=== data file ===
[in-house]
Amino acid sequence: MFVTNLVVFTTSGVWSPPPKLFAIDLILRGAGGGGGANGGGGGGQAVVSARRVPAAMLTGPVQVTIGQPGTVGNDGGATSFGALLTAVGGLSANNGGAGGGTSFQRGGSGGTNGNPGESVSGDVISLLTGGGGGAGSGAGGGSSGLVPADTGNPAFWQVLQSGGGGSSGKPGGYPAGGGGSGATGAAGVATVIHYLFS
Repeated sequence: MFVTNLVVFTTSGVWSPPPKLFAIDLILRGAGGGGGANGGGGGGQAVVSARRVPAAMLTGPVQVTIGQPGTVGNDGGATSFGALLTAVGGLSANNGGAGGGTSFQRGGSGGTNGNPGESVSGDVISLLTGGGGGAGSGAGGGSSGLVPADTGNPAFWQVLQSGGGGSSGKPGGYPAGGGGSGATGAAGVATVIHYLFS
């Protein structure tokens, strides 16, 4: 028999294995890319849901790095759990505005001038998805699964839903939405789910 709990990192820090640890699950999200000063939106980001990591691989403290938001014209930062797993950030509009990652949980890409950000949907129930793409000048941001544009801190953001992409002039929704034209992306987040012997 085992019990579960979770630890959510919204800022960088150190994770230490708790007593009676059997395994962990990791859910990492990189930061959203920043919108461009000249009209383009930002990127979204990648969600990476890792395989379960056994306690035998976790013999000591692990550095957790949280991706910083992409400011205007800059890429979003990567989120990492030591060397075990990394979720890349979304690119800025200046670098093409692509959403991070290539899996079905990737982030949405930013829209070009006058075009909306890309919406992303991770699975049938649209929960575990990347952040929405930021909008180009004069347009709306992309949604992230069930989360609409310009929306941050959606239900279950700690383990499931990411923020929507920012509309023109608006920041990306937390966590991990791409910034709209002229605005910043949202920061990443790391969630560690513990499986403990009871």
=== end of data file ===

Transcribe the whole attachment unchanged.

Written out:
[in-house]
Amino acid sequence: MFVTNLVVFTTSGVWSPPPKLFAIDLILRGAGGGGGANGGGGGGQAVVSARRVPAAMLTGPVQVTIGQPGTVGNDGGATSFGALLTAVGGLSANNGGAGGGTSFQRGGSGGTNGNPGESVSGDVISLLTGGGGGAGSGAGGGSSGLVPADTGNPAFWQVLQSGGGGSSGKPGGYPAGGGGSGATGAAGVATVIHYLFS
Repeated sequence: MFVTNLVVFTTSGVWSPPPKLFAIDLILRGAGGGGGANGGGGGGQAVVSARRVPAAMLTGPVQVTIGQPGTVGNDGGATSFGALLTAVGGLSANNGGAGGGTSFQRGGSGGTNGNPGESVSGDVISLLTGGGGGAGSGAGGGSSGLVPADTGNPAFWQVLQSGGGGSSGKPGGYPAGGGGSGATGAAGVATVIHYLFS
């Protein structure tokens, strides 16, 4: 028999294995890319849901790095759990505005001038998805699964839903939405789910 709990990192820090640890699950999200000063939106980001990591691989403290938001014209930062797993950030509009990652949980890409950000949907129930793409000048941001544009801190953001992409002039929704034209992306987040012997 085992019990579960979770630890959510919204800022960088150190994770230490708790007593009676059997395994962990990791859910990492990189930061959203920043919108461009000249009209383009930002990127979204990648969600990476890792395989379960056994306690035998976790013999000591692990550095957790949280991706910083992409400011205007800059890429979003990567989120990492030591060397075990990394979720890349979304690119800025200046670098093409692509959403991070290539899996079905990737982030949405930013829209070009006058075009909306890309919406992303991770699975049938649209929960575990990347952040929405930021909008180009004069347009709306992309949604992230069930989360609409310009929306941050959606239900279950700690383990499931990411923020929507920012509309023109608006920041990306937390966590991990791409910034709209002229605005910043949202920061990443790391969630560690513990499986403990009871």